By; MATTHEW UKACHUNWA, Lagos
Disruptions in services caused by Novel CoronaVirus disease (COVID-19) pandemic has led to further setbacks in global progress in tackling Tuberculosis (TB), World Health Organization (WHO) said in a news statement.
WHO noticed that in many countries, human, financial and other resources have been relocated from to the COVID-19 response.
“Prior to the COVID-19 pandemic, many countries were making steady progress in tackling tuberculosis (TB), with a 9% reduction in incidence seen between 2015 and 2019 and a 14% drop in deaths in the same period.
“High-level political commitments at global and national levels were delivering results. However, a new report from WHO shows that access to TB services remains a challenge, and that global targets for prevention and treatment will likely be missed without urgent action and investments,” the international authority on public health narrated.
According to it, approximately 1.4 million people died from TB-related illnesses in 2019. Of the estimated 10 million people who developed TB that year, some 3 million were not diagnosed with the disease, or were not officially reported to national authorities.
The situation is even more acute for people with drug-resistant TB, WHO said, stressing that about 465 000 people were newly diagnosed with drug-resistant TB in 2019 and, of these, less than 40 per cent were able to access treatment.
It pointed out that there has also been limited progress in scaling up access to treatment to prevent TB.
“Equitable access to quality and timely diagnosis, prevention, treatment and care remains a challenge,” Dr Tedros Adhanom Ghebreyesus, Director-General of WHO said. “Accelerated action is urgently needed worldwide if we are to meet our targets by 2022.”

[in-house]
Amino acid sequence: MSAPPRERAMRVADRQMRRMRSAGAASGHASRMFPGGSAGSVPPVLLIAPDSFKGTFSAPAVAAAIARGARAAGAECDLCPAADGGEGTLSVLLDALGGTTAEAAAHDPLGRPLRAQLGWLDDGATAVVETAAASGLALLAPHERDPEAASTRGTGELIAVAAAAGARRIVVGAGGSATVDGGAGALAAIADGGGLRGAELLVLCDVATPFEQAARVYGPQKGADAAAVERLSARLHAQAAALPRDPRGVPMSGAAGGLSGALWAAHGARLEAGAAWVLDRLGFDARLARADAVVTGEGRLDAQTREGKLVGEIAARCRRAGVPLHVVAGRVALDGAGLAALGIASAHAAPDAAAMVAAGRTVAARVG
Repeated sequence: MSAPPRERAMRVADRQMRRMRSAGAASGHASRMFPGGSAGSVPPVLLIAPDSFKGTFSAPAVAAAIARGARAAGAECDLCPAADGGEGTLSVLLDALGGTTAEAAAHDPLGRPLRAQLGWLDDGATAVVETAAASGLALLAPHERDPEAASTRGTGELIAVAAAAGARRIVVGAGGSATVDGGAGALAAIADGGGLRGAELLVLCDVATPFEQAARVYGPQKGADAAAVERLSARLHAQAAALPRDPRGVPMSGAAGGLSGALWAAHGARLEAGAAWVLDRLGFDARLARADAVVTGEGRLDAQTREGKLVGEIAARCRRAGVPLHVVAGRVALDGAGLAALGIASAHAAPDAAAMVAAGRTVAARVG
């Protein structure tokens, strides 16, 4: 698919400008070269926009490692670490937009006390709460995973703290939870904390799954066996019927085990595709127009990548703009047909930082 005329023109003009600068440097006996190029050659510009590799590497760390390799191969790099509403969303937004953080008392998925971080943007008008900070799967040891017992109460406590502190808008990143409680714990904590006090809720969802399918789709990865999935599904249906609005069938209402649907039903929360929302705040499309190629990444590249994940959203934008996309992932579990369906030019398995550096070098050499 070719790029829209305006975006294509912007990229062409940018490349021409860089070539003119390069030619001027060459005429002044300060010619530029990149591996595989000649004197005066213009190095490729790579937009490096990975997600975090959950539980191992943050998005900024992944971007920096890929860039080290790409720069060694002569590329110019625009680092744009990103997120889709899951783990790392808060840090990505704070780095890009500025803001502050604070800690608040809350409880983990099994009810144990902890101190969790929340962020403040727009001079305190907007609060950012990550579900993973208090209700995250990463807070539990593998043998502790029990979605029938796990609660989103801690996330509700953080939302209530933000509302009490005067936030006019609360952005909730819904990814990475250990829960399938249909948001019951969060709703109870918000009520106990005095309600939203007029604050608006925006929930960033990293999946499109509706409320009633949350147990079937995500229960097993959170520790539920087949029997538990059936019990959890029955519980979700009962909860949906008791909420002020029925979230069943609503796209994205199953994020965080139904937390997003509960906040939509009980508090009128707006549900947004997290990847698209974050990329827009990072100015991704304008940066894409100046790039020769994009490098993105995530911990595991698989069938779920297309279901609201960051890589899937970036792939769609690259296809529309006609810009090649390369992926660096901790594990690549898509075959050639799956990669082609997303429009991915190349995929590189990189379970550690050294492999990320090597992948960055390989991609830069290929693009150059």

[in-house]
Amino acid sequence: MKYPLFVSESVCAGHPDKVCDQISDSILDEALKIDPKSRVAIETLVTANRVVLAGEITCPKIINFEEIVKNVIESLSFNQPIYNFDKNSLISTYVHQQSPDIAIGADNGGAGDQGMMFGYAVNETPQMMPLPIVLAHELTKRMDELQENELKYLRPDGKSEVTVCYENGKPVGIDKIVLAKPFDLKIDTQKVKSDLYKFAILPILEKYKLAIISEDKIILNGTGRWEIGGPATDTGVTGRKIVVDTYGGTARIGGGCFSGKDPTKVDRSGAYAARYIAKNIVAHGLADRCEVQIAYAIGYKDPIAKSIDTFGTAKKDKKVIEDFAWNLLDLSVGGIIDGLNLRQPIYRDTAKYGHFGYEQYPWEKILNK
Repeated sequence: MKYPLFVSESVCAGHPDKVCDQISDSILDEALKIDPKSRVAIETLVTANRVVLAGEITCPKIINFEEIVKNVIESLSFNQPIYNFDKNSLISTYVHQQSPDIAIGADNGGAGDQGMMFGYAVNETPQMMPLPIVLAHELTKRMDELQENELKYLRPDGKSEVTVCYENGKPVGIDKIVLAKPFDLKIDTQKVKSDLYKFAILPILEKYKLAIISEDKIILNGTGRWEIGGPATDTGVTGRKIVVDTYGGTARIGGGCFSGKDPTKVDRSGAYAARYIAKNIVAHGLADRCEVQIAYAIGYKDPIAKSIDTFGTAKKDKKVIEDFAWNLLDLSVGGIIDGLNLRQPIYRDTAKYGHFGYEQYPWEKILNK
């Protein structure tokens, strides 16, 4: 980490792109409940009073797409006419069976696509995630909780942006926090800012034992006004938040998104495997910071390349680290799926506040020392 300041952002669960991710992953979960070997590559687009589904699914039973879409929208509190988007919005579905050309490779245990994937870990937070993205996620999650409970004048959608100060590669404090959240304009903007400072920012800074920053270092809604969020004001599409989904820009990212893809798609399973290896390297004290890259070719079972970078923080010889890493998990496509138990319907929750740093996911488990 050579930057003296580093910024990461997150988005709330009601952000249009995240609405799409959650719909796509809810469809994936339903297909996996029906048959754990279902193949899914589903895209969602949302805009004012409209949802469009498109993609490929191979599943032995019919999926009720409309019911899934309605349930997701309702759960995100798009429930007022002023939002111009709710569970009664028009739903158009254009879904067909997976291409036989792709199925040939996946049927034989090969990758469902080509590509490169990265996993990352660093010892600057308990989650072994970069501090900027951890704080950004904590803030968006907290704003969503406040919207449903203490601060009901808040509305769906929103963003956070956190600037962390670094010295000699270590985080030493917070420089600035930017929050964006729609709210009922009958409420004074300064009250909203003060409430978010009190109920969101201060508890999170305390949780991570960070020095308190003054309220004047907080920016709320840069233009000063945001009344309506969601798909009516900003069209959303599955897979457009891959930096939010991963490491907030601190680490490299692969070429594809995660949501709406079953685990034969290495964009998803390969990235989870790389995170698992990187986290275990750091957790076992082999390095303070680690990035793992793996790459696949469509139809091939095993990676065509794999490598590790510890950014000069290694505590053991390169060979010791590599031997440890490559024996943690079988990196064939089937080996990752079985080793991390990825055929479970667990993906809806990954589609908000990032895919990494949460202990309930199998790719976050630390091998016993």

WHO stated that about 14 million people were treated for TB in the period 2018-2019, just over one-third of the way towards the 5-year target (2018-2022) of 40 million, according to the report.
It explained that some 6.3 million people started TB preventive treatment in 2018-2019, about one-fifth of the way towards the 5-year target of 30 million.
“Funding”, WHO highlighted “is a major issue.
It disclosed that in year 2020, funding for TB prevention, diagnosis, treatment and care reached US$ 6.5 billion, representing only half of the US$ 13 billion target agreed by world leaders in the United Nations (UN) Political Declaration on TB.
“Disruptions in services caused by the COVID-19 pandemic have led to further setbacks. In many countries, human, financial and other resources have been reallocated from TB to the COVID-19 response. Data collection and reporting systems have also been negatively impacted,” WHO elaborated.
According to the new report, data collated from over 200 countries has shown significant reductions in TB case notifications, with 25-30% drops reported in 3 high burden countries – India, Indonesia, the Philippines – between January and June 2020 compared to the same 6-month period in 2019.
These reductions in case notifications could lead to a dramatic increase in additional TB deaths, according to WHO modelling.